This Venomous Dodge Viper Infiltrates The Italian Countryside
Photography by Federico Bajetti
I have to admit that I was scared to drive a Dodge Viper RT/10. I was truly afraid of doing some harm to myself, others, and the car if I had to handle an 8-liter, V10 sportscar.
It’s true: the Viper is menacing. The looks and the proportions of the car always seem to ask you if you’re ready to test your driving skills.
Looking at the Viper is looking at a concrete representation of the word “challenge”: would you dare to take such a powerful car near its limits and come back alive? This question kept ringing in my head for days before driving it.
I’ve always loved the Viper, and it’s been among my favorite cars for some time. It was photographer Federico’s idea of testing one for Petrolicious: we decided to test one when we had a visit at a common friend’s garage in Verona, called Mistral Motors.
As we were having a good time looking at all the cars in the garage, we spotted the vicious silhouette of a Viper RT/10. It was a black, hot rodded ’98 RT/10 (Phase II SR) with 500+ horsepower. We couldn’t resist having a better look at it. The owner of the garage, Carmine Sessa, was kind enough to fire it up and let us savour the brutal sound of its 8-liter V10. We both knew we had to ask him to test it one day.
“Sure!” Carmine said, “come whenever you want!”.
I have driven big blocks before, and I have a weak spot for muscle cars: heck, I love all American cars. The biggest displacement car I had driven before was a 6-liter Corvette, and I thought that was just a magnificent piece of engineering. The torque, the power and the attitude made me fall in love with it right away.
Before I was handed over the keys, however, Carmine, the owner, told me: “Any Corvette feels like a Fiat 500 after you drive one of these”. Challenge accepted! What could possibly go wrong?
The Viper is extreme and bad-ass as one car can get. The interior is made out plastic, the exhaust is mounted right underneath your seat, and you have the clear sensation that all the car is built around THAT engine.
To start it, just flick the key two clicks and then you’re ready to fire up the beast. The feeling one gets by sitting inside such a car is like being the king of an earthquake. The sound is thunderous, addicting, and arrogant. It is an immense satisfaction to be able to have such a masterpiece at your command under your right foot.
Pull the tall gear lever into first, and slowly release the clutch: no gas is needed, as this behemoth will pull away with ease and without any sign of protest. The pedalboard is located far to the left to accommodate its giant transmission, which is running underneath the massive tunnel dividing the two leather seats.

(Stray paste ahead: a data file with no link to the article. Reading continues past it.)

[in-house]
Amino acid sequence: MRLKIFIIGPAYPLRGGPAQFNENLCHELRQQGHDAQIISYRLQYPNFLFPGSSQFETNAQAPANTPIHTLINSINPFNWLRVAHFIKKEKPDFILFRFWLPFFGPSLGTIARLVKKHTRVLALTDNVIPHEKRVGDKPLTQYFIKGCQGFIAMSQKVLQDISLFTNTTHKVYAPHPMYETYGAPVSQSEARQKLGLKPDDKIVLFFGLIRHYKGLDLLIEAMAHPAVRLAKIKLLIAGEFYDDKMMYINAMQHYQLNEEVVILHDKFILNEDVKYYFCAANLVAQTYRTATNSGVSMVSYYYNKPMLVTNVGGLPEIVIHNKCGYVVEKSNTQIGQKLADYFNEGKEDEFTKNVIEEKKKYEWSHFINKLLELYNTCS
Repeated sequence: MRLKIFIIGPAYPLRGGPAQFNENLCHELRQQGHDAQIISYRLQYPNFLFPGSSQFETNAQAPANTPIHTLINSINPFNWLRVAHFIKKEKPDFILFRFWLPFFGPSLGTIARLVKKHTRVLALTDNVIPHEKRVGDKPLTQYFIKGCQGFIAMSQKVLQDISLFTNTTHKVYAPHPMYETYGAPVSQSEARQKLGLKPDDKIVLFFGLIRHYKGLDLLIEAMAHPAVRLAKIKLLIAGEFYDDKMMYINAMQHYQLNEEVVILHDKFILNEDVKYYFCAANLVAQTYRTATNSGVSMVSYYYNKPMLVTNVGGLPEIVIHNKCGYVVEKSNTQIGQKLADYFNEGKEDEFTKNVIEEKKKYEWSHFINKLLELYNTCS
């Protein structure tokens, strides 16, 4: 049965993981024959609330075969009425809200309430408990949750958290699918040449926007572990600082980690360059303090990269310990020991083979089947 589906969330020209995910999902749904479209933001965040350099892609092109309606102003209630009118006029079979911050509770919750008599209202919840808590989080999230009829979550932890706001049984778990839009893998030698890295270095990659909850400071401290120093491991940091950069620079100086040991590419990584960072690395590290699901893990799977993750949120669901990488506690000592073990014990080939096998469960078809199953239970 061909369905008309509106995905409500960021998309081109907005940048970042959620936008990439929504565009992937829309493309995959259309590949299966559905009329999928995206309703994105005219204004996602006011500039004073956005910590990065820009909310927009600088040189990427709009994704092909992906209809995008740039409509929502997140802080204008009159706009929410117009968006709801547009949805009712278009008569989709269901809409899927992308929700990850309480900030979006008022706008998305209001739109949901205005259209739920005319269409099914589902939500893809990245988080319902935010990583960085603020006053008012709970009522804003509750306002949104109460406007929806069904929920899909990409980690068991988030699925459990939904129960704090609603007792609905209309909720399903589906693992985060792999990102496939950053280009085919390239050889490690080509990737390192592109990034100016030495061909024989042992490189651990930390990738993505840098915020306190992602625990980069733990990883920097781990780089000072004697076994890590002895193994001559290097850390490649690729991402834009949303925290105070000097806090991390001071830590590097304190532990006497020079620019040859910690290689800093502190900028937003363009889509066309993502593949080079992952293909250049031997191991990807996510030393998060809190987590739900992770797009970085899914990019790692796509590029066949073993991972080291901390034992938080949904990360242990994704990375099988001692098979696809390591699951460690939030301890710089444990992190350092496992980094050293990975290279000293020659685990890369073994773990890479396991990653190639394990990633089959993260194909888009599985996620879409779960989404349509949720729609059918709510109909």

On the road driving normally, the Viper is…remarkably easy! It has so much torque you can engage the 5th gear straight from 2nd, and you’ll still be cruising at 40 mph at 1100 rpm! With the top off and the intoxicating sound from the pipes, it almost feels like a smooth Grand Turismo. it’s comfortable, the seats aren’t stiff and the suspension damping is soft, yet doesn’t make the car feel sloppy.
It’s incredible the amount of confidence it inspires in its driver. I suddenly realized that I was wrong: the Viper feels more like a “pet dragon,” and despite it sounds angry at every regime, it is a pleasant touring car.
Be warned though: this car has a dual personality that is not controllable by a single button like in today’s performance vehicles. You decide when to use it as a GT or as a tarmac ripping machine. All you have to do is have the guts to push the pedal on the floor all at once.
When unleashed, the 500+ horsepower and loads of torque will slay the tires and make the rear end begin a dance that you can hardly control. It’s fast. Very fast. The torque never ends until the redline at 5,500 rpm (like a modern diesel engine!) and each gearchange is a step towards madness.
You shouldn’t be allowed to go fast on a narrow Italian B road, should you? I bet you have to have an Alfa or an Abarth to enjoy the drive, right? I have to excuse my colleagues at Petrolicious, but I might now prefer the rumble of an American muscle car for such trips.
At full clip, “our” black Yankee Doodle was rocking like Metallica at Tushino Airfield. Its sheer violence, arrogance, and thirst were a neat contrast to the delicate scenery of the hills around Verona.
When you drive this car, you barely notice the flaws and the cheap plastic interior. In all honesty, I could care less for the poor interior quality: if you drive one, you’ll never notice anything wrong with it. If you want to dominate a snake, you need quick reflexes and a vigil eye. Cars like these force you to focus on your driving, and they do this so fully that you even question the presence of a radio or air conditioning.
After 2 hours of driving, we returned the car to the garage at Mistral Motors. Sadly, the keys to this wonderful machine had to return to its owner, and for us it was time to head back home.
“So, did you like it?” Carmine said.
The big, happy smile on our faces said it all. Long live the Viper.
We thank Mistral Motors, Carmine, and Alessandro Sessa for letting us to drive tastefully their Dodge Viper.